About 50 immigrant and asylum-seeking families have planted crops through a Cultivating Community program at Hurricane Valley Farm in Falmouth. Contributed / Ian MacLellan

A farm in Falmouth, where students learn to cultivate crops and asylum-seekers and immigrants work the land as they did in their home countries, will receive some upgrades in the new year, including solar power and barn renovations.

Hurricane Valley Farm on Route 100, once slated to become a housing development, was obtained by the Falmouth Land Trust in 2015. Since 2018 it has been the home to Cultivating Community, a nonprofit that teaches youth how to grow and maintain crops and provides asylum seekers and other immigrants with the opportunity to grow food for their own families and to send to market, all as part of its mission to expand access to local, healthy food.

The town has received a $50,000 grant for improvements.

The farmhouse at Hurricane Valley Farm in Falmouth will soon have solar panels, revamping the energy systems of a portion of the farm. Drew Johnson / The Forecaster

“The focus of this grant was to partially solarize this property,” said Theresa Galvin, Falmouth’s sustainability coordinator. “It would result in the reduction of greenhouse gases, community-wide greenhouse gas emissions, as well as access to locally produced, equitable food.”

The goal is to install solar panels on the small farmhouse to serve as the main power source for some of the farm’s functions such as ventilation, lighting, water pumps for the greenhouses and washing stations, as well as refrigeration and storage for produce.

While that work is soon to be underway, the land trust is turning its focus to the large rundown barn that marks the entrance to the property. It has launched a $350,000 capital campaign to renovate the barn, which now can’t be used for anything other than storage – and even that is hazardous.


The barn at Hurricane Valley Farm, which is over 100 years old, also has renovations in the works. Contributed / Michael Grant

“There are a lot of holes in the walls and it’s not an airtight or watertight facility at the moment,” said Mila Plavsic, executive director of the land trust. “Part of the roof blew off the other year and that allowed water to get into one of the tractors.”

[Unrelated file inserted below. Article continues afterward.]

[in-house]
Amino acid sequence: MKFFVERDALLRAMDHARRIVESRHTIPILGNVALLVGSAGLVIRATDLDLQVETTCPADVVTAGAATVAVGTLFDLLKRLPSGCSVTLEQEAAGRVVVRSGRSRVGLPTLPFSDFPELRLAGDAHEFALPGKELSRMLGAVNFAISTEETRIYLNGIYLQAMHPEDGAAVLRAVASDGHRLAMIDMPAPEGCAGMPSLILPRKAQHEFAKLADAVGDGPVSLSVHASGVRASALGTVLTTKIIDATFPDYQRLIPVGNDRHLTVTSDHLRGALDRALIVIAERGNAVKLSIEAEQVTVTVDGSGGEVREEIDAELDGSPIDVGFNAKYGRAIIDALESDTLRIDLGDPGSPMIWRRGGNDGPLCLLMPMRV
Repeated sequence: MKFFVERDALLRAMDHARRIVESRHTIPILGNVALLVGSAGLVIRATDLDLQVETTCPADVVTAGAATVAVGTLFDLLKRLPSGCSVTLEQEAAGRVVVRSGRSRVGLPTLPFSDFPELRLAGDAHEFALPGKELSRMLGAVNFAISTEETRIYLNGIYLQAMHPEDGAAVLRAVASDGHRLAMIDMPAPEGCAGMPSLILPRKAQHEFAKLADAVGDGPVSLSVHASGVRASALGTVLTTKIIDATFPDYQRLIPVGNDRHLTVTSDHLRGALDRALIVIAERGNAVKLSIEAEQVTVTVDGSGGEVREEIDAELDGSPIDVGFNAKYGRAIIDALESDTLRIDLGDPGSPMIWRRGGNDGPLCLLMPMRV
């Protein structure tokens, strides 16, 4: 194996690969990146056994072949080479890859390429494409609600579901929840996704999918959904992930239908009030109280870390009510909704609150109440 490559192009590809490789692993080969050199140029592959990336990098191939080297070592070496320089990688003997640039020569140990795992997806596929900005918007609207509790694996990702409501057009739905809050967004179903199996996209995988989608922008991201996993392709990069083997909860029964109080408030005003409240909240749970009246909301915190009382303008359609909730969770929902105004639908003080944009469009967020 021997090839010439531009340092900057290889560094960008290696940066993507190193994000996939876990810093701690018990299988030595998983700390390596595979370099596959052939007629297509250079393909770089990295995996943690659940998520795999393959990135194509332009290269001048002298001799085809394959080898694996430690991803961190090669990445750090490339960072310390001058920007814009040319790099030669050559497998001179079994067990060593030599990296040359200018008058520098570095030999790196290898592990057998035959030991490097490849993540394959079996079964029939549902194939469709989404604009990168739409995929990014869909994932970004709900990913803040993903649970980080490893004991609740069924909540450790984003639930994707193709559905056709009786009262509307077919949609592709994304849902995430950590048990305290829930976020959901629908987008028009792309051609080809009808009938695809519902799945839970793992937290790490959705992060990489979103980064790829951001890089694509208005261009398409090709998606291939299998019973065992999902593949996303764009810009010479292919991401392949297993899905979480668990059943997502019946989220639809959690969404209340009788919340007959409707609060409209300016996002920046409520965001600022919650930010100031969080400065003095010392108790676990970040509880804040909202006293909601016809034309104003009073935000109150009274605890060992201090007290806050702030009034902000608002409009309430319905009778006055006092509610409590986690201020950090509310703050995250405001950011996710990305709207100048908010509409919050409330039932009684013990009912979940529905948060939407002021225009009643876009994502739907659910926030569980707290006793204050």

Preserving the farm was the goal of acquiring the land, with help from the town, but it was new territory for the land trust.

“The thought from the very start was, even though the land trust knew nothing about farming, we shouldn’t let this farm be lost,” Plavsic said.

That’s when Cultivating Community expressed interest.

“We work at the intersection of food access, land access for the purpose of agriculture, nutrition education and environmental stewardship,” said Yannick Bizimana, who works with Cultivating Community in their development office.

Cultivating Community works with students in Portland, maintaining an elementary school garden and taking on high school students as interns. It also helps manage 11 Portland community gardens for about 450 gardeners, Bizimana said.


Beyond that, Cultivating Community’s New American Sustainable Agriculture Program works with nearly 50 refugee and asylum-seeking families who grow corn and other crops at the Falmouth farm, with others at its Packard Littlefield Farm in Lisbon.

“They are individuals who are moving. They’re either seeking asylum or immigrating through different ways and fashions,” Bizimana said. “Those individuals had a strong farming background, but they end up living in … a small apartment, and a person who really is into farming and growing their own food, they’re like ‘I’m ready to do it, but I don’t even know where to start.’ That’s when Cultivating Community comes in.”

To learn more about Cultivating Community and ways to donate, go to cultivatingcommunity.org. To donate toward and learn more about the barn project, go to falmouthlandtrust.org.

From left, Yannick Bizimana of Cultivating Community; Theresa Galvin, Falmouth’s sustainability coordinator; and Mila Plavsic, executive director of Falmouth Land Trust. Drew Johnson / The Forecaster


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